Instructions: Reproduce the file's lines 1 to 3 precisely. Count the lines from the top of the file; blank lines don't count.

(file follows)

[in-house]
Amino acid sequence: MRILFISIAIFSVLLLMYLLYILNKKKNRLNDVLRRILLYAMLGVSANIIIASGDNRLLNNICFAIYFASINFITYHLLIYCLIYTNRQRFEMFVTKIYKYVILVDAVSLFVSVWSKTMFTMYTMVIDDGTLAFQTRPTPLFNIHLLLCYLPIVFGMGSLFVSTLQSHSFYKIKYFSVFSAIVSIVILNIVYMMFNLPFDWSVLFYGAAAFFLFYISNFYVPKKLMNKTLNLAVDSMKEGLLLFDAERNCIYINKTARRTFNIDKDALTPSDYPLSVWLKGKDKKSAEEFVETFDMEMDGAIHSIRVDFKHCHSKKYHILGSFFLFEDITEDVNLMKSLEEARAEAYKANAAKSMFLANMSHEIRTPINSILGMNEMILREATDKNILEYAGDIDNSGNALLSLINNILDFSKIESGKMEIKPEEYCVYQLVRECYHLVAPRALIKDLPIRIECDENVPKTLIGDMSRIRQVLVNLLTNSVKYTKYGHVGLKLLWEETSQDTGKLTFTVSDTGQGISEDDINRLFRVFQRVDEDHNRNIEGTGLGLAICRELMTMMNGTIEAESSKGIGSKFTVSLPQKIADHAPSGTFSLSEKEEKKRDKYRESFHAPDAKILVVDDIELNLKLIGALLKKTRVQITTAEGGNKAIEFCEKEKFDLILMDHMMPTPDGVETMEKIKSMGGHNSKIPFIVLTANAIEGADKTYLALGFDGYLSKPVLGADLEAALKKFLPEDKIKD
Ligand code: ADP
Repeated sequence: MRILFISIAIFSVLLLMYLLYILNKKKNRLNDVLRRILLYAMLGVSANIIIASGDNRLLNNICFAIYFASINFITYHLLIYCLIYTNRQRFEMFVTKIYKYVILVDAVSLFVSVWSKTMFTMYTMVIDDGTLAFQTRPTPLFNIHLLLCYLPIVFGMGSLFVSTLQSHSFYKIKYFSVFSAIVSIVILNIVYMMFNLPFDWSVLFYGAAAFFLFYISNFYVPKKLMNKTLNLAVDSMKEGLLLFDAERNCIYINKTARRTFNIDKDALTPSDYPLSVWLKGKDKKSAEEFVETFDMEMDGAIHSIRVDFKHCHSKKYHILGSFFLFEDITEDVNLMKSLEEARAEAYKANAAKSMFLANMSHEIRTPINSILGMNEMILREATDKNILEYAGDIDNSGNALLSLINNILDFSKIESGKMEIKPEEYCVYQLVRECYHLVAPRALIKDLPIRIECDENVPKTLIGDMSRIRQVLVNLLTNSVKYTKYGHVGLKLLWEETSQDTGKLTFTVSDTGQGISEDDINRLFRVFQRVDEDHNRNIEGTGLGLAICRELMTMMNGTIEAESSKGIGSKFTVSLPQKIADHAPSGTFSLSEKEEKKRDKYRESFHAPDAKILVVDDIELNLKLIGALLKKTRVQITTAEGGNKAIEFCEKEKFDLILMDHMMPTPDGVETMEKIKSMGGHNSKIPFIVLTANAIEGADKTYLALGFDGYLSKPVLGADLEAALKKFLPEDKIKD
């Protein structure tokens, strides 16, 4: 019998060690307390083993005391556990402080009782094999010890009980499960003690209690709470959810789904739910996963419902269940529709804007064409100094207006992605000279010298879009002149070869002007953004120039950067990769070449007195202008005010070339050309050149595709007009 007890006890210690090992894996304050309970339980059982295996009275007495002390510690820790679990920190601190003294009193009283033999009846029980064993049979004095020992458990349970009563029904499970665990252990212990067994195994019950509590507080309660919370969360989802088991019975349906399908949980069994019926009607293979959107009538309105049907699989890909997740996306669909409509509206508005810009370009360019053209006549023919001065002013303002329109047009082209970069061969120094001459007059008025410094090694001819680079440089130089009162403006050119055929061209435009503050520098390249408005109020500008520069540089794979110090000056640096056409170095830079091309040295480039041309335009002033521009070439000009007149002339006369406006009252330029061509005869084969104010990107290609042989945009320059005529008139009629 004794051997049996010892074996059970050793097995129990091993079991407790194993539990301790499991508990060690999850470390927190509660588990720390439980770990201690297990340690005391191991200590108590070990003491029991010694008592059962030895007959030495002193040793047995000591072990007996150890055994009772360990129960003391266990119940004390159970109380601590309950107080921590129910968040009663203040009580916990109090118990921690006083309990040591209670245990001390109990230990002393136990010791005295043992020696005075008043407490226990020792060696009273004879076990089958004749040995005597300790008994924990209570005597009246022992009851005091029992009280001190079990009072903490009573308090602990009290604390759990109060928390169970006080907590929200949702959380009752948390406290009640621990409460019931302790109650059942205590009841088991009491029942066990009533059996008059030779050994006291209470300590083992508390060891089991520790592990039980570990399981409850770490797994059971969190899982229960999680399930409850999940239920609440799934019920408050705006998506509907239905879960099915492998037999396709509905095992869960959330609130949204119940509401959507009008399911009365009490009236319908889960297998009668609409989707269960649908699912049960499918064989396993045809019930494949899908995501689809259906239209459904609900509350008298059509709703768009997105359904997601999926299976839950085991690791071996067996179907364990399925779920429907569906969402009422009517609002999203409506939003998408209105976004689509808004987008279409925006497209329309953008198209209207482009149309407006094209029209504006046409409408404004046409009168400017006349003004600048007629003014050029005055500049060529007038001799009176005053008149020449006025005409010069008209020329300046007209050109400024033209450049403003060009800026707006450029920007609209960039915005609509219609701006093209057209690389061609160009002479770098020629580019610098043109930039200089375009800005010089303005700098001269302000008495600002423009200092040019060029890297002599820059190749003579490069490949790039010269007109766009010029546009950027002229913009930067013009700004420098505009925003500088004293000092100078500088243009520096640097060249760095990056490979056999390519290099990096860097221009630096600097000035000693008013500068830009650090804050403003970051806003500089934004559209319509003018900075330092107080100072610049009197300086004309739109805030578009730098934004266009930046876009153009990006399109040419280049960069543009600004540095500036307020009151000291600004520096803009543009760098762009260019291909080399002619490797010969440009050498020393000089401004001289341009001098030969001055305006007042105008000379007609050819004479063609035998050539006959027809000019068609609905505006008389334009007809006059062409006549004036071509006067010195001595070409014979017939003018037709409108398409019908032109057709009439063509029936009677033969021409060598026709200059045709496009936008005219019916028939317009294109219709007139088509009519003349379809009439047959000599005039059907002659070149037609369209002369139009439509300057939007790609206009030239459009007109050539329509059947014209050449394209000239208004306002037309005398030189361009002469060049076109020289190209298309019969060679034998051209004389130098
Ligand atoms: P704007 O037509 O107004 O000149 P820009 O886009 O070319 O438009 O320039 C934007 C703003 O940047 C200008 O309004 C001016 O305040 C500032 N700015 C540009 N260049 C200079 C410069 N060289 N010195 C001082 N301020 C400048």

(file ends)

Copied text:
[in-house]
Amino acid sequence: MRILFISIAIFSVLLLMYLLYILNKKKNRLNDVLRRILLYAMLGVSANIIIASGDNRLLNNICFAIYFASINFITYHLLIYCLIYTNRQRFEMFVTKIYKYVILVDAVSLFVSVWSKTMFTMYTMVIDDGTLAFQTRPTPLFNIHLLLCYLPIVFGMGSLFVSTLQSHSFYKIKYFSVFSAIVSIVILNIVYMMFNLPFDWSVLFYGAAAFFLFYISNFYVPKKLMNKTLNLAVDSMKEGLLLFDAERNCIYINKTARRTFNIDKDALTPSDYPLSVWLKGKDKKSAEEFVETFDMEMDGAIHSIRVDFKHCHSKKYHILGSFFLFEDITEDVNLMKSLEEARAEAYKANAAKSMFLANMSHEIRTPINSILGMNEMILREATDKNILEYAGDIDNSGNALLSLINNILDFSKIESGKMEIKPEEYCVYQLVRECYHLVAPRALIKDLPIRIECDENVPKTLIGDMSRIRQVLVNLLTNSVKYTKYGHVGLKLLWEETSQDTGKLTFTVSDTGQGISEDDINRLFRVFQRVDEDHNRNIEGTGLGLAICRELMTMMNGTIEAESSKGIGSKFTVSLPQKIADHAPSGTFSLSEKEEKKRDKYRESFHAPDAKILVVDDIELNLKLIGALLKKTRVQITTAEGGNKAIEFCEKEKFDLILMDHMMPTPDGVETMEKIKSMGGHNSKIPFIVLTANAIEGADKTYLALGFDGYLSKPVLGADLEAALKKFLPEDKIKD
Ligand code: ADP